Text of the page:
"The first signs of 'transfer psychosis' were discovered in 113K546, with the infamous case of 'M', a pleasant, retiring wo/man living in New York. S/He began to destroy his/her neighbors in a psychotic rage. Before s/he was subdued, s/he had destroyed 31 vessels in various ways. Apparently, 'M' developed the delusional perception that s/he was Death, and therefore had to eliminate other vessels to take them 'out of the cycle'. It was determined that his/her essence was completely obliterated, corrupted with incoherence and irredeemable. S/He was eliminated without delay, but the signs began to manifest in other vessels. Within several years of 'M', other countries began to grapple with an overwhelming pandemic of transfer psychosis, eliciting a hurried conference on what to do. It was discovered that essences could only withstand approximately 1000 years of existence before they became overloaded with information and corrupted from the sheer impossibility of maintaining it all. It was decided that essences had to be 'scrubbed' every 500 years or so, and since our understanding of essence was fairly well established, it was possible to selectively eliminate information from it. This halted the spread of transfer psychosis and allowed humanity to grow once again. However, our next challenge would prove to be impossible to overcome.
"Around the turn of the 3rd B, scientists proved that the Sun was in the first stages of supernova formation. They concluded the only way mankind would survive would be to build a vast fleet of ships and flee the solar system. The calculations of Dr. Kinasha for safe travel through wormholes provided the basis for the engines of the ships, even though there was considerable debate on whether his algorithms were truly correct. Despite the concerns surrounding the manner in which the fleet would travel, the world banded together to begin the greatest civil project ever known. The countries that could contribute to the construction of the Exodus Fleet, either through technology, manpower, or location, did everything they could to save themselves. Most of the ships were built in space among the massive construction rigs floating in orbit for that purpose. While conditions on Earth were still safe, and would be for at least 500,000 years, humanity worked as one to construct the fleet as quickly as possible. Unfortunately, there were numerous complications to the complex project: Naming the ships, who would be allowed into the ships, where they intended to go, etc. It was due to the sheer magnetism of the Fleet Council that kept most countries from backing out over conflicts, or allowing petty distrusts mangle the greatest project in man's history.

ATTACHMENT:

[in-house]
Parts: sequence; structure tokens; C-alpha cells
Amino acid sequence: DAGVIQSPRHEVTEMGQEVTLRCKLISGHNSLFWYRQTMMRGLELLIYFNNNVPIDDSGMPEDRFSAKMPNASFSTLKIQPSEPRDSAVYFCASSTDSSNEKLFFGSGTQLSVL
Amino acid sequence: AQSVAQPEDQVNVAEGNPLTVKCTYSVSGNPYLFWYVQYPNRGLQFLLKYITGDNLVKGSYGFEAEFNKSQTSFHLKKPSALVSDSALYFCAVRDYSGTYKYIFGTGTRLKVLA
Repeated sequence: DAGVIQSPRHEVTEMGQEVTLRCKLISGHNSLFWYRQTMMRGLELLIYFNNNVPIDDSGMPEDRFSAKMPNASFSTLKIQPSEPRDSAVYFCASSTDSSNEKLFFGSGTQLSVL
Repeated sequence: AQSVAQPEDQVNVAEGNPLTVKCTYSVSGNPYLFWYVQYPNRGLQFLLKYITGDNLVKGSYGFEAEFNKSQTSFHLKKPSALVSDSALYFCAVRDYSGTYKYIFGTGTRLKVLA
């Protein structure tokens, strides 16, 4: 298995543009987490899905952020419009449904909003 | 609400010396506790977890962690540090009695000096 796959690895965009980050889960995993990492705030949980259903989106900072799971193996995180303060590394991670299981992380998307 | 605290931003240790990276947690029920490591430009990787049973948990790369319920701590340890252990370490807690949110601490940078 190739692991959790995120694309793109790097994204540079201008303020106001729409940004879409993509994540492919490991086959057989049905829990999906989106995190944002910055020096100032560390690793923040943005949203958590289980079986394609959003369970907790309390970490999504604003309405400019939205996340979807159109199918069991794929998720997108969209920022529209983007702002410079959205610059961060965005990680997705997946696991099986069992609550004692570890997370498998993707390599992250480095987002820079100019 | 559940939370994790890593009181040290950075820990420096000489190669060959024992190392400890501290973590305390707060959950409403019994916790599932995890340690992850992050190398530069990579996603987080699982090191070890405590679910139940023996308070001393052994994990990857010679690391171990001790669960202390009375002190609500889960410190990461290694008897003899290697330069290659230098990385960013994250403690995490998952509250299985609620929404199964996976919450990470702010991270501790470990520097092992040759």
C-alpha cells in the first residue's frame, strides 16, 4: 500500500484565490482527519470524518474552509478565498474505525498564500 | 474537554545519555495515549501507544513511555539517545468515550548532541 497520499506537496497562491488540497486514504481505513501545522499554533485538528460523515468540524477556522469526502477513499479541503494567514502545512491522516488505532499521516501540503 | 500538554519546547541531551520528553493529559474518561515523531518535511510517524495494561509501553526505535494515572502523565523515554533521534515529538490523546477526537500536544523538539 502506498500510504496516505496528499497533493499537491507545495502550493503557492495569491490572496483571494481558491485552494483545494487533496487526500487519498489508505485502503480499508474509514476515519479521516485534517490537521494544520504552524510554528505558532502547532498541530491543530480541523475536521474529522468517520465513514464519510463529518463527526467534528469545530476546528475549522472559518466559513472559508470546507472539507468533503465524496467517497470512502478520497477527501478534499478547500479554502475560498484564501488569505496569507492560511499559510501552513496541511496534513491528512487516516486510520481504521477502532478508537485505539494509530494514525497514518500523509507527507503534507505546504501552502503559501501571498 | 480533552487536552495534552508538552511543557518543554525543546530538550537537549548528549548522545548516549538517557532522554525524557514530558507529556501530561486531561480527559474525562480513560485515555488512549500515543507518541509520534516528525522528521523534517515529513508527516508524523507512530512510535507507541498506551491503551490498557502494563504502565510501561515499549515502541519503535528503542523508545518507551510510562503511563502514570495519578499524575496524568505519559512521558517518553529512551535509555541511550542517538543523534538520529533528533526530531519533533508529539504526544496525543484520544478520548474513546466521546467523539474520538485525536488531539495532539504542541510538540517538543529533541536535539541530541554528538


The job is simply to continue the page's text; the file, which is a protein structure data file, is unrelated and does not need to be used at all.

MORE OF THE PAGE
"Finally the fleet was built with enough space for everyone on Earth to board them; however, there were considerable debates regarding the direction of humanity. Would we go to this star or that, they asked. What would we find on those planets? Satellites were developed to take advantage of Dr. Kinasha's theorems and were sent through local wormholes to see if survival was possible. Some succeeded, some did not; fortunately, the satellites provided a considerable amount of information about the planets on the other ends of the wormholes. Our own explorations involving our neighboring solar systems provided a wealth of information on habitable planets, but such planets would take hundreds of years to reach. Ships were built to accommodate such a trip and deployed, taking with them 100,000 daring souls. The technology of communications had advanced to such an extent that it was instantaneous, and the experimental fleet reached their goal as the Exodus Fleet was being built. They established a colony and thus became the first extra-solar colony for humanity. However, the planet was limited in raw materials; but, as an experiment, it proved we could succeed in our goals. Society worked even harder to create the vessels of their salvation, as it were.
"As the logistics were ironed out, it was realized that departing from the Earth as it was being destroyed would rob us of essential information; specifically, what happens when a planet is under the effects of a supernova. It was decided that some people would remain behind to monitor the resulting cataclysm. There were many people who did not want to leave Earth, preferring instead to live on a planet that still had hundreds of thousands of years left on it (this gave rise to the theory that the conservative mindset had never quite left, merely adapted to our new existence). Numerous underground cities were built in order to house them and shield them from the harmful radiation emanating from the Sun once it began the inevitable downward spiral into red giant formation; although, after a certain point those cities would not be able to protect them, and they were built with that understanding in mind. After the departure of the Exodus Fleet, the remaining humans banded together in loosely knit communities, held together by kinship. Since the last armed conflict had erupted in 120K684, most of them preferred to negotiate or barter with nearby communities, if for no other reason than they had no weapons to fight with.